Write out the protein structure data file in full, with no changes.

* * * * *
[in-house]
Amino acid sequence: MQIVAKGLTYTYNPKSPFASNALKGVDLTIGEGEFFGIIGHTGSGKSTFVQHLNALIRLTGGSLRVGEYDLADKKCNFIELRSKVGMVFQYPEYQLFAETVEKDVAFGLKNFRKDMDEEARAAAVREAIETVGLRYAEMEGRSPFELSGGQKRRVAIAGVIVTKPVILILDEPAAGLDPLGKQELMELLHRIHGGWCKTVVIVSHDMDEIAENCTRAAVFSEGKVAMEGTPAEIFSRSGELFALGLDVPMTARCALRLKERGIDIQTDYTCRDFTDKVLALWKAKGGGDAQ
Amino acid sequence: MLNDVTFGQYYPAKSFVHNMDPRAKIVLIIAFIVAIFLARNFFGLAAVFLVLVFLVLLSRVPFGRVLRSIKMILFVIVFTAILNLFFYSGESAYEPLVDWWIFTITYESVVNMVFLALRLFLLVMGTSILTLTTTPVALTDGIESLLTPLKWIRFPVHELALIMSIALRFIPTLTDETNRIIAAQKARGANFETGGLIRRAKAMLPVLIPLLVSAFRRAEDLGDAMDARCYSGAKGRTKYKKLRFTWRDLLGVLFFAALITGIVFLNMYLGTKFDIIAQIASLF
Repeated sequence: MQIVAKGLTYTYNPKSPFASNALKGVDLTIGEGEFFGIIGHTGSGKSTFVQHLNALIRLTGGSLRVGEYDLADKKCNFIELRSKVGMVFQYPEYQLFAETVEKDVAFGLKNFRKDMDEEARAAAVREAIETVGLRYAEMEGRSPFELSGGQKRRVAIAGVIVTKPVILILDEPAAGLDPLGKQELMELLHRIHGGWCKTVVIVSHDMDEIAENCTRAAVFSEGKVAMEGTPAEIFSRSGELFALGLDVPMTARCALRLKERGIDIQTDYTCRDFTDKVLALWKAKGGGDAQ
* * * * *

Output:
[in-house]
Amino acid sequence: MQIVAKGLTYTYNPKSPFASNALKGVDLTIGEGEFFGIIGHTGSGKSTFVQHLNALIRLTGGSLRVGEYDLADKKCNFIELRSKVGMVFQYPEYQLFAETVEKDVAFGLKNFRKDMDEEARAAAVREAIETVGLRYAEMEGRSPFELSGGQKRRVAIAGVIVTKPVILILDEPAAGLDPLGKQELMELLHRIHGGWCKTVVIVSHDMDEIAENCTRAAVFSEGKVAMEGTPAEIFSRSGELFALGLDVPMTARCALRLKERGIDIQTDYTCRDFTDKVLALWKAKGGGDAQ
Amino acid sequence: MLNDVTFGQYYPAKSFVHNMDPRAKIVLIIAFIVAIFLARNFFGLAAVFLVLVFLVLLSRVPFGRVLRSIKMILFVIVFTAILNLFFYSGESAYEPLVDWWIFTITYESVVNMVFLALRLFLLVMGTSILTLTTTPVALTDGIESLLTPLKWIRFPVHELALIMSIALRFIPTLTDETNRIIAAQKARGANFETGGLIRRAKAMLPVLIPLLVSAFRRAEDLGDAMDARCYSGAKGRTKYKKLRFTWRDLLGVLFFAALITGIVFLNMYLGTKFDIIAQIASLF
Repeated sequence: MQIVAKGLTYTYNPKSPFASNALKGVDLTIGEGEFFGIIGHTGSGKSTFVQHLNALIRLTGGSLRVGEYDLADKKCNFIELRSKVGMVFQYPEYQLFAETVEKDVAFGLKNFRKDMDEEARAAAVREAIETVGLRYAEMEGRSPFELSGGQKRRVAIAGVIVTKPVILILDEPAAGLDPLGKQELMELLHRIHGGWCKTVVIVSHDMDEIAENCTRAAVFSEGKVAMEGTPAEIFSRSGELFALGLDVPMTARCALRLKERGIDIQTDYTCRDFTDKVLALWKAKGGGDAQ